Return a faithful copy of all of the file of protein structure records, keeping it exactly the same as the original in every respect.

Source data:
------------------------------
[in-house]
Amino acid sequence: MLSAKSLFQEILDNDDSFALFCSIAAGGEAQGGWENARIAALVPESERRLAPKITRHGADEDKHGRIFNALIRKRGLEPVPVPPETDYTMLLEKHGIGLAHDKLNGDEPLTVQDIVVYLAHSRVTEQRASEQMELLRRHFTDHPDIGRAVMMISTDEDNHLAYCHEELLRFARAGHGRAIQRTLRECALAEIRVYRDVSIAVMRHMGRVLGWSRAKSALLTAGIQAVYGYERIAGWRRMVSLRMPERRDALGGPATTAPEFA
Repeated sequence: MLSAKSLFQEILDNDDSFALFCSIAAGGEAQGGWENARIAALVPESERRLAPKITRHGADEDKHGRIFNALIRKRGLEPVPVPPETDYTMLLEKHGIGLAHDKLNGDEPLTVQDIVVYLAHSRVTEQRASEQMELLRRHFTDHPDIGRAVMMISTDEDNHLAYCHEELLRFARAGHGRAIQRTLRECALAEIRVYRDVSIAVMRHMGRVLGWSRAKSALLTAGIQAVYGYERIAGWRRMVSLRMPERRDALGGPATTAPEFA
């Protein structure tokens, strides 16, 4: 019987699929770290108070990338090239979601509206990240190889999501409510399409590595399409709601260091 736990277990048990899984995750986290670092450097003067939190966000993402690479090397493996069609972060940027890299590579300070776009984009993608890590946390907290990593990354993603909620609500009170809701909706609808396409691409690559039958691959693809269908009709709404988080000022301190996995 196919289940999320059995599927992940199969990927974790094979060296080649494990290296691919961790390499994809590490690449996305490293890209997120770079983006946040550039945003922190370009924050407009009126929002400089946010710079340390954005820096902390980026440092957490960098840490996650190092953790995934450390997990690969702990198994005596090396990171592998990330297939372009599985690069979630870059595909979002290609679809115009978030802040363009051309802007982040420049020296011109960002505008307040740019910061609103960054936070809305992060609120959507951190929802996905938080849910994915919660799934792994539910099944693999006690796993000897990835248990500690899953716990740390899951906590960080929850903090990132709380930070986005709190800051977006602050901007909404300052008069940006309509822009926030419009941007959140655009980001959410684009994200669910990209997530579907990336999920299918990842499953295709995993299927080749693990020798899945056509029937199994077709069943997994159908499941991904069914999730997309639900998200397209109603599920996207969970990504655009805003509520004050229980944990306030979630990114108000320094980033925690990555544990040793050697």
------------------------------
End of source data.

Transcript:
[in-house]
Amino acid sequence: MLSAKSLFQEILDNDDSFALFCSIAAGGEAQGGWENARIAALVPESERRLAPKITRHGADEDKHGRIFNALIRKRGLEPVPVPPETDYTMLLEKHGIGLAHDKLNGDEPLTVQDIVVYLAHSRVTEQRASEQMELLRRHFTDHPDIGRAVMMISTDEDNHLAYCHEELLRFARAGHGRAIQRTLRECALAEIRVYRDVSIAVMRHMGRVLGWSRAKSALLTAGIQAVYGYERIAGWRRMVSLRMPERRDALGGPATTAPEFA
Repeated sequence: MLSAKSLFQEILDNDDSFALFCSIAAGGEAQGGWENARIAALVPESERRLAPKITRHGADEDKHGRIFNALIRKRGLEPVPVPPETDYTMLLEKHGIGLAHDKLNGDEPLTVQDIVVYLAHSRVTEQRASEQMELLRRHFTDHPDIGRAVMMISTDEDNHLAYCHEELLRFARAGHGRAIQRTLRECALAEIRVYRDVSIAVMRHMGRVLGWSRAKSALLTAGIQAVYGYERIAGWRRMVSLRMPERRDALGGPATTAPEFA
């Protein structure tokens, strides 16, 4: 019987699929770290108070990338090239979601509206990240190889999501409510399409590595399409709601260091 736990277990048990899984995750986290670092450097003067939190966000993402690479090397493996069609972060940027890299590579300070776009984009993608890590946390907290990593990354993603909620609500009170809701909706609808396409691409690559039958691959693809269908009709709404988080000022301190996995 196919289940999320059995599927992940199969990927974790094979060296080649494990290296691919961790390499994809590490690449996305490293890209997120770079983006946040550039945003922190370009924050407009009126929002400089946010710079340390954005820096902390980026440092957490960098840490996650190092953790995934450390997990690969702990198994005596090396990171592998990330297939372009599985690069979630870059595909979002290609679809115009978030802040363009051309802007982040420049020296011109960002505008307040740019910061609103960054936070809305992060609120959507951190929802996905938080849910994915919660799934792994539910099944693999006690796993000897990835248990500690899953716990740390899951906590960080929850903090990132709380930070986005709190800051977006602050901007909404300052008069940006309509822009926030419009941007959140655009980001959410684009994200669910990209997530579907990336999920299918990842499953295709995993299927080749693990020798899945056509029937199994077709069943997994159908499941991904069914999730997309639900998200397209109603599920996207969970990504655009805003509520004050229980944990306030979630990114108000320094980033925690990555544990040793050697």